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SMU Daily Campus


BLOG: West Dallas faces educational disparities

Area high school L.G. Pinkston faces a battle against the numbers. Almost 80 percent of students are “economically disadvantaged,” while more than three quarters of students are “at risk,” according to the Texas Tribune. Only 19.1 percent are proficient in “limited English.”

By graduation, less than one fourth of Pinkston’s students are college-ready in English and math. The school spends $6,044 per student on academic programs, and Pinkston’s teachers are paid more than the state average while having less experience. The passing rate for state-wide TAKS tests is lower than average in all categories. The dropout rate in 2010 at Pinkston was more than twice the state average, the Tribute reports.

Letters hang from a ceiling in L. G. Pinkston High School, where many students are not proficient in the English language. Photo used with permission from Abby Marchesseault.

In contrast, none of the students at Highland Park High School are considered “at risk,” and the dropout rate is 1/29 of the state average.

Much of this disparity is due to economic and family issues. According to Jim Mitchell, Dallas Morning News editorial writer, 53 percent of West Dallas residents lack a high school diploma.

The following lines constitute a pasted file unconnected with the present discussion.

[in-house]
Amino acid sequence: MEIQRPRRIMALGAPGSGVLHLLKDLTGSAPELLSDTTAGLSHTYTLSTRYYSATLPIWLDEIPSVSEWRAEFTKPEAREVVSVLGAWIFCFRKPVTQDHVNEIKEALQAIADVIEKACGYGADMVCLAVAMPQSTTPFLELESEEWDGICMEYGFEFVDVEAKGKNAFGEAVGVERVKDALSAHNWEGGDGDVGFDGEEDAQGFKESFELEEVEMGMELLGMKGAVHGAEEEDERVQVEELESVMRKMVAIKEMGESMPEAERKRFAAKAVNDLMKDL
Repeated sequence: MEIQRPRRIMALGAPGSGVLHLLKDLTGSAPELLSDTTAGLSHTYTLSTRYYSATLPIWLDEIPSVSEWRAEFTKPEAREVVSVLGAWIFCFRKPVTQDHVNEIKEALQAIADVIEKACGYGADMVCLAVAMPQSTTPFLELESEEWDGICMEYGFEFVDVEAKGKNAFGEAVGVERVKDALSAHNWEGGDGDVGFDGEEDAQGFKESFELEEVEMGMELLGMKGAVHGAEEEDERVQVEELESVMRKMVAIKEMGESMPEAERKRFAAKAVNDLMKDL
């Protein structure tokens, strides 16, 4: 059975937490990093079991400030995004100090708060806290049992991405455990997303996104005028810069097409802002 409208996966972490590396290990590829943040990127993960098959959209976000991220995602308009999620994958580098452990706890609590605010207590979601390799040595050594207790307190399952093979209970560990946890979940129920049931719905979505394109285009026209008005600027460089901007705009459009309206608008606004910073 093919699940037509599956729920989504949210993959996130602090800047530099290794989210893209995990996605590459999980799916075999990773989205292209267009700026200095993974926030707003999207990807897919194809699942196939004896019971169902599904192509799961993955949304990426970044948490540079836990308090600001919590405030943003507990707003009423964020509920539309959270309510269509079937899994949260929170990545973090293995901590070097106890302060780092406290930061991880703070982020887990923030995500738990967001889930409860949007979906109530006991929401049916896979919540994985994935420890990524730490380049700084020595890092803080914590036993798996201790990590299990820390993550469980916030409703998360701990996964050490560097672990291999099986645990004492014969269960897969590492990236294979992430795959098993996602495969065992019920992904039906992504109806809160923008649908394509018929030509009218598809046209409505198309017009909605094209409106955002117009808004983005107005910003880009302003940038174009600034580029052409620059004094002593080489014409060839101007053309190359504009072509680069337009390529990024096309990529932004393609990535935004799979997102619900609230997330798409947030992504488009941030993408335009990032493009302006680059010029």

West Dallas schools like Edison Elementary, a Pinkston feeder school, are responsible for teaching students the building blocks necessary to be successful in high school. Photo credit: Natalie Yezbick

The Dallas area average is 27 percent. Mitchell calls this “a recipe for perpetuating a generational cycle of poverty.”

There are things being done to improve education in West Dallas, however. Nonprofits play a large role in changing the mindset surrounding education in the Pinkston feeder system. The School Zone, a program at SMU which ranks West Dallas’ educational institutions and finds gaps in programming, is setting goals for area schools. Almost one fourth of students in West Dallas is involved in educational enrichment programs through nonprofits, and each school is implementing a support plan to overcome some of the cultural and family issues that may be a roadblock for students.

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